The yellow sands of the Shandan Desert stretched from horizon to horizon, desolate and bleak. The hot, arid wind seemed always from the south, sometimes easing the grains of sand across the dunes, but more often hurling them with enough force to feel like tiny pins pricking incessantly at any exposed skin.
Five figures moved through the nothingness that surrounded them. The three mules they led forged along, heads lowered, not even willing to voice protest with the granules so abundant. Each beast bore supplies and equipment for the task the men had planned, and each bundle had grey and brown hides covering them.
The lead man, wrapped in dingy, white robes adorned with dull red accents, abruptly stopped and fell to his knees, then laid his hands to the scorching ground. His magic had not all been taken away by the forces of the Red Griffin. As he clenched the granules in his fists, another approached and spoke the first words any had uttered in days.
“Tambur, is this the place?” They had been traveling due east for two weeks, waiting for some sign to tell them their search was finished.
“Yes, my brother. I sense it.” His eyes still closed, Tambur held out his hand to receive a wooden spade. The three younger men, who had been waiting away from them, rushed forward to help begin the digging.
“We must scoop out the sand eight feet down and twenty feet wide,” Tambur told them. “There, we shall hit firm clay. Four feet under that should reveal evidence of the stream running below. Let us work now.”
The five men began stabbing into the loose earth, tossing the detritus high to let the wind take it away. By sundown, they had reached the firmament the elder had described.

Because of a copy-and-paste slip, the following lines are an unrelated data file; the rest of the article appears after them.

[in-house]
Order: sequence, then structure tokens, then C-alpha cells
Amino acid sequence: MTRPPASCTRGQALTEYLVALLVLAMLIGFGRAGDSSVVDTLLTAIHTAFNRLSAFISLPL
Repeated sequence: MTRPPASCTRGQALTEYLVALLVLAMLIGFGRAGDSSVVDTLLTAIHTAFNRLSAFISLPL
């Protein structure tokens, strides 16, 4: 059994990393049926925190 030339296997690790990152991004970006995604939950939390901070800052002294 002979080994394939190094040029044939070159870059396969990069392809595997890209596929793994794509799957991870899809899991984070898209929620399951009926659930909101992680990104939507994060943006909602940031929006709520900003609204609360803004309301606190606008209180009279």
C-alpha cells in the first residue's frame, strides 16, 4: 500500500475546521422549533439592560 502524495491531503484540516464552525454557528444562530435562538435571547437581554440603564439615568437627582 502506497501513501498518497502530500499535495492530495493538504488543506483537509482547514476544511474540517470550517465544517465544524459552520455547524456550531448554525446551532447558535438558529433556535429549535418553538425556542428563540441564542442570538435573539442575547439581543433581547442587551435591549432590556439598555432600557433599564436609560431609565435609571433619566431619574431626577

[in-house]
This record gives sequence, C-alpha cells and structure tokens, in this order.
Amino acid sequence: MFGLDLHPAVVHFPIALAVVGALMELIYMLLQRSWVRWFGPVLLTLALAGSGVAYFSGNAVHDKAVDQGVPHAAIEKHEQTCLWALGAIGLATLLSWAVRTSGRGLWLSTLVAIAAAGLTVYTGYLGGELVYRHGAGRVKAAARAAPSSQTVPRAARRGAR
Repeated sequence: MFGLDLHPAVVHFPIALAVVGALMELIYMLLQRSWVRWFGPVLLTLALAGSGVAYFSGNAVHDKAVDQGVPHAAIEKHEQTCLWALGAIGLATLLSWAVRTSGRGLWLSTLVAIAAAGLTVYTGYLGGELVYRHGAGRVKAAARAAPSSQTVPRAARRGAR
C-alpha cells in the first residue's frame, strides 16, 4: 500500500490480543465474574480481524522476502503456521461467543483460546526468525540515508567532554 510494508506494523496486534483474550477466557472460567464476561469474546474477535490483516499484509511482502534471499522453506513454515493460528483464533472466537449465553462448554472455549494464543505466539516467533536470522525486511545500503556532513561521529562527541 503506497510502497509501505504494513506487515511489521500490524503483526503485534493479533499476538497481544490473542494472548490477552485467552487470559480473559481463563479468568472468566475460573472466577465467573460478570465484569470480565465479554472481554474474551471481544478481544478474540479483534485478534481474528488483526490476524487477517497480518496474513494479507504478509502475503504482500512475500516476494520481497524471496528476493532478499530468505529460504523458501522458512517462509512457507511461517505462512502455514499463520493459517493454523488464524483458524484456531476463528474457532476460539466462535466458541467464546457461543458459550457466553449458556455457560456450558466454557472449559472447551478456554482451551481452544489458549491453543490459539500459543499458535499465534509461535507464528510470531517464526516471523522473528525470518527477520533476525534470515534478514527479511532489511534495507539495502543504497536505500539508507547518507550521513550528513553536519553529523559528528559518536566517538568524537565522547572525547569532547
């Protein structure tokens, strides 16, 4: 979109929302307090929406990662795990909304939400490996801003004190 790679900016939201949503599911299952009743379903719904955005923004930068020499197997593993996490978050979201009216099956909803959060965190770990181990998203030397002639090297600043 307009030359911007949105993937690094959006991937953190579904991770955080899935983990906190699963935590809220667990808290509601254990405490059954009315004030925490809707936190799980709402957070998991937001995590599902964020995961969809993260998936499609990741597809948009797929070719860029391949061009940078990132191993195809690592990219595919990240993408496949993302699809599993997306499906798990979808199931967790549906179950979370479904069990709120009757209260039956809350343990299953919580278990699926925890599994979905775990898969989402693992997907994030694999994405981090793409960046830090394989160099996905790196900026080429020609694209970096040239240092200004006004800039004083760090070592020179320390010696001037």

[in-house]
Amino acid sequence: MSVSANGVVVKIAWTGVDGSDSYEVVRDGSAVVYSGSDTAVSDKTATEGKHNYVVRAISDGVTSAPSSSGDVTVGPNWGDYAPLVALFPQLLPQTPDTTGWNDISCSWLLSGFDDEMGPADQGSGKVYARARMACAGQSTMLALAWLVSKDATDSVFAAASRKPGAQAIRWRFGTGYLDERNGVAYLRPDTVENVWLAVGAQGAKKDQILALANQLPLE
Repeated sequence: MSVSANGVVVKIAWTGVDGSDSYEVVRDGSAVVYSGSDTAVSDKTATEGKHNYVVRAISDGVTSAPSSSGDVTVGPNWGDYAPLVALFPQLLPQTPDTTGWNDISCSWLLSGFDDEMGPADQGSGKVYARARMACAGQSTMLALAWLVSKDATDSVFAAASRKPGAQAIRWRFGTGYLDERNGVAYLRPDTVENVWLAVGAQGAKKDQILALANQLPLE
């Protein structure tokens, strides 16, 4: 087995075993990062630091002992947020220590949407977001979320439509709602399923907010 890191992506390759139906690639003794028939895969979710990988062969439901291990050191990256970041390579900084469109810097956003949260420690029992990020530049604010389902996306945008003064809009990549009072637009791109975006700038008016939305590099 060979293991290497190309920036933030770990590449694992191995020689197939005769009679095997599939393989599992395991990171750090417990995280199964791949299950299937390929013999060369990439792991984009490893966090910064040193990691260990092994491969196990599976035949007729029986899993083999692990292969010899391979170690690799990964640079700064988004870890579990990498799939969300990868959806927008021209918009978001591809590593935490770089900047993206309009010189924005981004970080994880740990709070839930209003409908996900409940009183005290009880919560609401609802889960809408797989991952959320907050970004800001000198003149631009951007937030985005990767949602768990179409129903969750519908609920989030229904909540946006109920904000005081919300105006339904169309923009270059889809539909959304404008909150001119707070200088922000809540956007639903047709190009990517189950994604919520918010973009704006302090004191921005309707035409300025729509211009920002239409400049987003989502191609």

They pitched camp in the center of the pit and made a small fire to cook their rations.
What little discussion they had centered around the life they wished to create in the middle of the surrounding bareness. Tambur, along with his younger brother Rangor, had escaped the persecution of the tyrant wizard Red Griffin a month earlier. Tambur’s wife Shelar, heavy with their first child, had been entrusted to the care of Vicanta, wife of Rangor and mother to Thelis, Aqom and Kentur. The quintet of men set off ahead of the women after they were sure of their safety, leaving them protected by several other families who had fled with them.
Exhausted from the day‘s travel, followed by the work accomplished, they soon rolled out their pallets and fell to sleep.
By sunrise the next morning, they had stored their bed rolls and were finishing a small meal. They began their tasks in silence, each knowing what needed done. With coordinated efforts, the work progressed rapidly.
The youngest two retrieved cutting implements and began slicing the firm, red clay into rectangular bricks. Their brother and father stacked these against the south wall as their uncle carved steps leading down for entrance to the structure.
By the end of the day, they had a barrier wall all around the quarry and enough room in the subterranean living quarters to sleep inside.
When the rest of the group arrived with additional provisions, the domain was near complete. A tour of the complex ensued, and each of the families chose which room they would inhabit. All of them had a basic central space and would need to create their own private sleeping quarters. They would share the food preparation area, complete with a brick-formed oven.
The women set about making a large feast to celebrate their new-found freedom. They baked several loaves of bread, fixed meats and vegetables aplenty, and even a rich dessert. All stomachs were satisfied by the end of the meal.